As part of his ongoing series, ‘Enneagram of Famous Figures’, Subhuti examines two current political leaders.
Anyone who knows anything about the Enneagram knows that Donald Trump is an Eight, the personality type that is best known as “The Boss.”
In fact, Trump is so much an Eight it’s almost hard to believe. He never backs off, never admits weakness and when attacked relies heavily and aggressively on counter-punching his opponents.
Recently, Trump gave the thumbs up to Boris Johnson, when he became Prime Minister of the United Kingdom.
“Boris is tough and smart,” pronounced Trump.
It was a predictable comment.
Eights respect the strength they see in other Eights, unless, of course, they become enemies, in which case they will have to slug it out until one is on the floor.
As for Boris, his style is a little different from the American president. He shares the same political ambition, having declared his intention to be “world king” at an early age. But his manner is less arrogant and his “strong man” public persona is masked by a kind of comic, bumbling and stumbling act that seeks to defuse any aggression that might be coming his way.
My feeling is he adopted this tactic at Eton, Britain’s most prestigious private school, which has long been regarded as the spawning ground of British prime ministers. Boris shuffles along, with a kind of amiable grin on his face, looking like he’s half expecting to get hit by an older Etonian schoolboy.
It is for this reason, I assume, that Boris has occasionally been mistyped as a Nine. But he’s too outspoken and opinionated for that.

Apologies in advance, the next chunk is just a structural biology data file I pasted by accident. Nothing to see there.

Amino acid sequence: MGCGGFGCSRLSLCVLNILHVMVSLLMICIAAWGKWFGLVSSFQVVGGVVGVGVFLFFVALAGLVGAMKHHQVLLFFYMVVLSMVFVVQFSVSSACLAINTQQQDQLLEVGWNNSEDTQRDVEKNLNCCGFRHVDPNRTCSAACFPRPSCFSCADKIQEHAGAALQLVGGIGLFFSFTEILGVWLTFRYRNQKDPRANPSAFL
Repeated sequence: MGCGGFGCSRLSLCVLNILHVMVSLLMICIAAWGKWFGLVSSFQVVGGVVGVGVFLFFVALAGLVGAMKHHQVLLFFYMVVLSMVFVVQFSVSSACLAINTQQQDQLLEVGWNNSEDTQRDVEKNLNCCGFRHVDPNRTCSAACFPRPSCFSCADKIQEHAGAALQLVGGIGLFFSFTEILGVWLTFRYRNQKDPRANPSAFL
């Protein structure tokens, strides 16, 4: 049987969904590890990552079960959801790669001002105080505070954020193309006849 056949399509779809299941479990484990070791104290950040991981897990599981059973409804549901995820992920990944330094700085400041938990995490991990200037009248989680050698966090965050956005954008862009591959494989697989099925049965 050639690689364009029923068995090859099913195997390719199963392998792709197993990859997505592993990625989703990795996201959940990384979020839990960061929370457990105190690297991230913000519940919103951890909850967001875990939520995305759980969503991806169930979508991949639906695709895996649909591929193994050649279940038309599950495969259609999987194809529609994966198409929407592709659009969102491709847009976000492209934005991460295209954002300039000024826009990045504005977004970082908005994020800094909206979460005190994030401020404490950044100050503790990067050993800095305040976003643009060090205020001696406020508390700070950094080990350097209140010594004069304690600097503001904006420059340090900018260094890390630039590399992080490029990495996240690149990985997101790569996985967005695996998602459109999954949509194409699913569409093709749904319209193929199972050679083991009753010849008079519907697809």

For example, he once described Hillary Clinton as “like a sadistic nurse in a mental hospital” and when the European Union presented the UK with a bill for billions of dollars, his first reaction was to throw it back in their faces, saying “They can whistle for it.”
He also famously called President Erdogan of Turkey a “wanker.”
Boris survives personal setbacks, such as lying about his love affairs, because he has gained a public image as a “loveable rogue.” This means he can shoot his mouth off, or goof up, with less risk than most politicians, because he knows that the public will not only forgive his transgressions, but has even learned to expect and enjoy them.
Which puts his opponent, Jeremy Corbyn, at a big political disadvantage.
Boris is a likeable buffoon.
Jeremy is a serious socialist.
So, Boris can drag us out of Europe, with a joke and a “Whoops, here we go!” And even though it may be disastrous for Britain, in terms of economic prosperity, he will probably get away with it.
And then who will be our most important ally?
Oh yes, of course: the guy in the White House.
Two Eights patting each other on the back.
What a cosy scene!